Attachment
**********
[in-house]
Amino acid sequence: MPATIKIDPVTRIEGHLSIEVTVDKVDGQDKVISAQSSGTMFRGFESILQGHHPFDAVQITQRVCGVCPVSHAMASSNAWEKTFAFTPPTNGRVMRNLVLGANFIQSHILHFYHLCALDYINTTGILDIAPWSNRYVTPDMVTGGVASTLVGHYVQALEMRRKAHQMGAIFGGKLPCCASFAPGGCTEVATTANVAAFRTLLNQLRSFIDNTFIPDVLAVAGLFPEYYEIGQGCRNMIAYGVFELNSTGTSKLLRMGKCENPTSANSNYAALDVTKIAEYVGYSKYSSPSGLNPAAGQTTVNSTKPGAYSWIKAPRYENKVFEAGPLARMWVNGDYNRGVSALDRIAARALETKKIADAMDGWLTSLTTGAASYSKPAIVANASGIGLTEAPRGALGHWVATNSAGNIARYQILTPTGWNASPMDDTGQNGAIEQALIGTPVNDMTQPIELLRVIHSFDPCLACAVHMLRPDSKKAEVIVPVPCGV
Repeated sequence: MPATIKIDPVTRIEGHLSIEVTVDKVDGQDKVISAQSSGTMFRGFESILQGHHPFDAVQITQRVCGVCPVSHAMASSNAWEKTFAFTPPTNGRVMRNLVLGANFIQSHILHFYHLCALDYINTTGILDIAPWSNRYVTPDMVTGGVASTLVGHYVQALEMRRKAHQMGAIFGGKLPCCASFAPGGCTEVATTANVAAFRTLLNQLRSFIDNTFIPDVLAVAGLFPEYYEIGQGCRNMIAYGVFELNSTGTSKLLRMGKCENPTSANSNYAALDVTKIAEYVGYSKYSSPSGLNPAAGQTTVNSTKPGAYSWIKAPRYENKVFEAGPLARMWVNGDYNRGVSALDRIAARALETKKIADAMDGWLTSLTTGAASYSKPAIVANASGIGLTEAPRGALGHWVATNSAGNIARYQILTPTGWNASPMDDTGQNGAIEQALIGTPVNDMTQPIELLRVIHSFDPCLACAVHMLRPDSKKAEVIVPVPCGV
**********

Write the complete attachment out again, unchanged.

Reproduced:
[in-house]
Amino acid sequence: MPATIKIDPVTRIEGHLSIEVTVDKVDGQDKVISAQSSGTMFRGFESILQGHHPFDAVQITQRVCGVCPVSHAMASSNAWEKTFAFTPPTNGRVMRNLVLGANFIQSHILHFYHLCALDYINTTGILDIAPWSNRYVTPDMVTGGVASTLVGHYVQALEMRRKAHQMGAIFGGKLPCCASFAPGGCTEVATTANVAAFRTLLNQLRSFIDNTFIPDVLAVAGLFPEYYEIGQGCRNMIAYGVFELNSTGTSKLLRMGKCENPTSANSNYAALDVTKIAEYVGYSKYSSPSGLNPAAGQTTVNSTKPGAYSWIKAPRYENKVFEAGPLARMWVNGDYNRGVSALDRIAARALETKKIADAMDGWLTSLTTGAASYSKPAIVANASGIGLTEAPRGALGHWVATNSAGNIARYQILTPTGWNASPMDDTGQNGAIEQALIGTPVNDMTQPIELLRVIHSFDPCLACAVHMLRPDSKKAEVIVPVPCGV
Repeated sequence: MPATIKIDPVTRIEGHLSIEVTVDKVDGQDKVISAQSSGTMFRGFESILQGHHPFDAVQITQRVCGVCPVSHAMASSNAWEKTFAFTPPTNGRVMRNLVLGANFIQSHILHFYHLCALDYINTTGILDIAPWSNRYVTPDMVTGGVASTLVGHYVQALEMRRKAHQMGAIFGGKLPCCASFAPGGCTEVATTANVAAFRTLLNQLRSFIDNTFIPDVLAVAGLFPEYYEIGQGCRNMIAYGVFELNSTGTSKLLRMGKCENPTSANSNYAALDVTKIAEYVGYSKYSSPSGLNPAAGQTTVNSTKPGAYSWIKAPRYENKVFEAGPLARMWVNGDYNRGVSALDRIAARALETKKIADAMDGWLTSLTTGAASYSKPAIVANASGIGLTEAPRGALGHWVATNSAGNIARYQILTPTGWNASPMDDTGQNGAIEQALIGTPVNDMTQPIELLRVIHSFDPCLACAVHMLRPDSKKAEVIVPVPCGV